MountainZone.combike transalp challenge

The 2002 Trans Alp Challenge
8-Day Stage Race Across Alps
July 2002 — Mittenwald, Germany
Preview  Intro  Stages: [1]  [2]  [3]  [4]  [5]  [6]  [7]  [8]  [Wrap]

Editor's Note: Brett Wolfe, who lost his leg in a near-fatal motorcycle accident in 1990 was again nearly killed in 1997 when he was hit head-on during a race by a Jeep, this year became the first one-legged rider to complete the brutal 300-mile with 24,000 feet of elevation gain La Ruta de los Conquistadores, a race in which 30% of racers dropped out.

Trans Alp
Brett at Trans Alp
The adidas Trans Alp challenge is 569 kilometers (360 miles) with 19,708 meters (60,000 feet) of vertical, raced in eight days across Germany and Austria, with a brief interlude in Switzerland, and then into Northern Italy.

At times it felt surreal: whipping through old villas at 30 to 40 kilometers per hour (kph) with people cheering, maneuvering agilely down narrow streets, racing down orchard road/bike paths dodging tractors, reaching speeds of 40 to 70kph on a Formula One-style bike path, hammering down ancient cobbled roads so rough my vision blurred, negotiating the rocky alpine terrain both up and down... And these scenarios are all contrasted by riding the groomed trails suspended high above the valley floors while traversing around a mountains, trails so littered with roots and rocks they would make any Northwestern technical trail rider giddy with pleasure.

"Riding with only one leg makes relaxing and recovering while climbing more difficult though not impossible...."

Each stage route is meticulously planned in order to give racers the most incredible journeys through the countrysides. The geology is unique, with outcrops of chiseled rock mountaintops surrounded by lush forests. The landscape was like nothing I had ever seen. As an American used to riding on American soil, I rode through a montage of images so unfamiliar they almost seem impossible to process.

Each day we would climb a mountain, or two, amidst scenery impossible to capture in still pictures. The smells changed constantly depending on our altitude and surroundings — farms, flowers, foliage, trees, the lichen of the high alpine, stale snow, wet rock, impending rain, orchards, lakes, and small villas bustling with life.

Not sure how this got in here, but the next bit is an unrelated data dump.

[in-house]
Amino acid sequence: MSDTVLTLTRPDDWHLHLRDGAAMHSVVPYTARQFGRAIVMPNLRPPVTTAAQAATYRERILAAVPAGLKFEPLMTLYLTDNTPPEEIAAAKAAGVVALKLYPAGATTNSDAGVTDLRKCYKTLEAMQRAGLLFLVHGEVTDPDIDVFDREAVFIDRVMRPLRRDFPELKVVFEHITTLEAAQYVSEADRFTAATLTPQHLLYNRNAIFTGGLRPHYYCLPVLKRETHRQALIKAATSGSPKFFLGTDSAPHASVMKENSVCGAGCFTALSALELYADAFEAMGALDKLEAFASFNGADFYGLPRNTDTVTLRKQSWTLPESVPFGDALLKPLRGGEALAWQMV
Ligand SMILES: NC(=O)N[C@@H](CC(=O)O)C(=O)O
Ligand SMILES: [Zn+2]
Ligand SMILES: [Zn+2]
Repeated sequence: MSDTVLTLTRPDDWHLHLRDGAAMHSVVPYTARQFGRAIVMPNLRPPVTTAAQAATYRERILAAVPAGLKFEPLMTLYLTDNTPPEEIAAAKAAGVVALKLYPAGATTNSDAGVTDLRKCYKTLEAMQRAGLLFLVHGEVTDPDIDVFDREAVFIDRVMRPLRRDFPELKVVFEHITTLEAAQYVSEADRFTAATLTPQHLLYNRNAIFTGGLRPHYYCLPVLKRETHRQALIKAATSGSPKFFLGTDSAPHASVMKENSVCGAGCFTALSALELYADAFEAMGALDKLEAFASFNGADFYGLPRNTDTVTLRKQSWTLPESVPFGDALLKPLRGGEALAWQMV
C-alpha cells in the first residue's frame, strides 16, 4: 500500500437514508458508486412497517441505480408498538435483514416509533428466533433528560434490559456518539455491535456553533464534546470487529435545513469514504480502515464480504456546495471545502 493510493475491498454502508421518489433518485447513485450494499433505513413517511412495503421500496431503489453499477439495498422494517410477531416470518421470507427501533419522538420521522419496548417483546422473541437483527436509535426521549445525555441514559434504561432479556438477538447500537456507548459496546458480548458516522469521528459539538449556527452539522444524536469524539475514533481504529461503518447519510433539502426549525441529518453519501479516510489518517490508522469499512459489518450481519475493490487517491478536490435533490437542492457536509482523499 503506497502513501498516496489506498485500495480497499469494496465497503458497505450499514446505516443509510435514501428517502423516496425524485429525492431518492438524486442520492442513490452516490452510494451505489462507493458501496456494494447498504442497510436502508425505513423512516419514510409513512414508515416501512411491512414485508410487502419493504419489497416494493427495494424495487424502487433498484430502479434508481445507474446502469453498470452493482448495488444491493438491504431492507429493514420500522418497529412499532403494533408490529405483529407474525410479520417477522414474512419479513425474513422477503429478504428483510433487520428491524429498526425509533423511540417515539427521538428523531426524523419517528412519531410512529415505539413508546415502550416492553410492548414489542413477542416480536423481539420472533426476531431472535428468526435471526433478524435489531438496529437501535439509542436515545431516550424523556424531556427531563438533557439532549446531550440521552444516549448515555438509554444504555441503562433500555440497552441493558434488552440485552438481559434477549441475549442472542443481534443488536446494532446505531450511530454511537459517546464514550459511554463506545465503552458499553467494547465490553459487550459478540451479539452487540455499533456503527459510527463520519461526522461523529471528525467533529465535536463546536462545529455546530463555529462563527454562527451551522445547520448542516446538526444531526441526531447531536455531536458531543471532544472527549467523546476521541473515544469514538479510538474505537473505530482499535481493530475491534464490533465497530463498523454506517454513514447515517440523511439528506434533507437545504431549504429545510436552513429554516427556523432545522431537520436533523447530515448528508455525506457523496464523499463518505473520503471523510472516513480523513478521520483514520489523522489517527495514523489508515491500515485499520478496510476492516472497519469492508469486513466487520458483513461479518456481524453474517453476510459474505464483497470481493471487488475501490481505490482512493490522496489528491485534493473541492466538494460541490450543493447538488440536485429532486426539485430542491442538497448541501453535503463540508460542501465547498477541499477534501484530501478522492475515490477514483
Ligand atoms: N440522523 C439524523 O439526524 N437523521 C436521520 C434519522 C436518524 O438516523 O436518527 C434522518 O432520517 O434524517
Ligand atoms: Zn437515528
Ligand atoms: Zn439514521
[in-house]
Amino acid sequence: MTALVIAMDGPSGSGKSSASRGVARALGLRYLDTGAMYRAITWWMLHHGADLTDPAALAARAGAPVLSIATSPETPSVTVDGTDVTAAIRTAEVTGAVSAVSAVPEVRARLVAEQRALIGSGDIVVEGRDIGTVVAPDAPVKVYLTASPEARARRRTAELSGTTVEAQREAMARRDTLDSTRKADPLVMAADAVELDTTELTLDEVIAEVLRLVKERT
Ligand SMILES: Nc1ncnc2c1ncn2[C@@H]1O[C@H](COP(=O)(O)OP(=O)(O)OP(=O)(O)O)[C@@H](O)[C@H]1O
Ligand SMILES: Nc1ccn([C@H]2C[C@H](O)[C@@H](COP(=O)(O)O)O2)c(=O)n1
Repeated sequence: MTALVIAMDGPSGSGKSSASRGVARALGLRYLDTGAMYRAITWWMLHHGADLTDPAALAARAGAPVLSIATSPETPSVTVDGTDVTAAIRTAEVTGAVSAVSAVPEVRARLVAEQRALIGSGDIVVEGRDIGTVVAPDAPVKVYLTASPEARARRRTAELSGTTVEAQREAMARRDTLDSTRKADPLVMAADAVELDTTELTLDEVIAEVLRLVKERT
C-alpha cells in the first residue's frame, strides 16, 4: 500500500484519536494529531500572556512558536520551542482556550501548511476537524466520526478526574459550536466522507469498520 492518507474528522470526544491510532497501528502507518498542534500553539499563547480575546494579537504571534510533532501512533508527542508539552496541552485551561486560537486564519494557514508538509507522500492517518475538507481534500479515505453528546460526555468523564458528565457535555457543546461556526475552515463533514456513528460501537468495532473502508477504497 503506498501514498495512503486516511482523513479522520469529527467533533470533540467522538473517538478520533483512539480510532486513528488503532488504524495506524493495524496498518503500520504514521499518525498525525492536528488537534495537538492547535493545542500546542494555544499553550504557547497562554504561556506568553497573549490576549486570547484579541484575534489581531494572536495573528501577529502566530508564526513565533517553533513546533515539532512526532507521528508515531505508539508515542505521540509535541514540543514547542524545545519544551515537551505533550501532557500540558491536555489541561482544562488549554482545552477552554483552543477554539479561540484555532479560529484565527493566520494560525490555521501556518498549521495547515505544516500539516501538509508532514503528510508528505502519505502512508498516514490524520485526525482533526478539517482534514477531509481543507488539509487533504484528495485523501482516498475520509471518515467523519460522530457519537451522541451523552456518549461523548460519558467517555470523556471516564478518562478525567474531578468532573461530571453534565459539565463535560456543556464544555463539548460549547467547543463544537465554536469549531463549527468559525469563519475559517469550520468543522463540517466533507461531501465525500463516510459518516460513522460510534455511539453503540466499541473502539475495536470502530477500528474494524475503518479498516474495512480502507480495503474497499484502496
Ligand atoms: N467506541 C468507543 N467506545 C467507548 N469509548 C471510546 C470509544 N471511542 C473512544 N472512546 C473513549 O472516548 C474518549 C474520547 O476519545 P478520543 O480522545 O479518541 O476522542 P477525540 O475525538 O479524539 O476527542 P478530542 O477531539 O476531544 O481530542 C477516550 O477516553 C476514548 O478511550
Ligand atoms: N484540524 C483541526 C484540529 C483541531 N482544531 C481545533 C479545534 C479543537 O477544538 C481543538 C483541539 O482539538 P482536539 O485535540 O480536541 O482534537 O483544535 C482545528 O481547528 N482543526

And considering the vertical climbed and distance covered it became a tour de force that required me to constantly monitor my body. Because we rode everyday and there were no rest days, we could only recover on the bike. Even days after the finish, my brain is still numb from the steep climbs that seemed to reach to the sky only to then crest in the alpine passes, mountain passes that positioned us at eye level with even more jagged peaks of rock.

The grade of the climbs was so steep that I spent an average of two to three hours in "threshold," a state of effort (that burning feeling) in which we're are unable to process lactic acid properly. This process became part of our daily routine. Riding with only one leg makes relaxing and recovering while climbing more difficult though not impossible. Sometimes recovery came by shamelessly zipping through the alpine meadows with the wild flowers in full bloom only to pick up speed on a blurring descent to the valley floor, though reaching bottom only meant we were on our way to the next mountain ascent on the way to a stage finish.

The competition was very strong and after the first day I fully expected my partner Kurt and I to place dead last. In Europe they take their cycling seriously and the racers at the Trans Alp Challenge were extremely fit people.

I wish I could regurgitate the course verbatim, but I'm having a hard time remembering the details of the course. My support crew informed me that I wasn't the only racer who had trouble remembering what town were we in, and even what country. By day four, only the midway point, I was so overloaded with information that it felt like coming out of hibernation in the wilderness and going straight into the city. Hoping for clarity, I took notes after each stage but they only shed a dim light on what we raced through.

I'll try to hit the highlights but there is so much more...

Brett Wolfe, Correspondent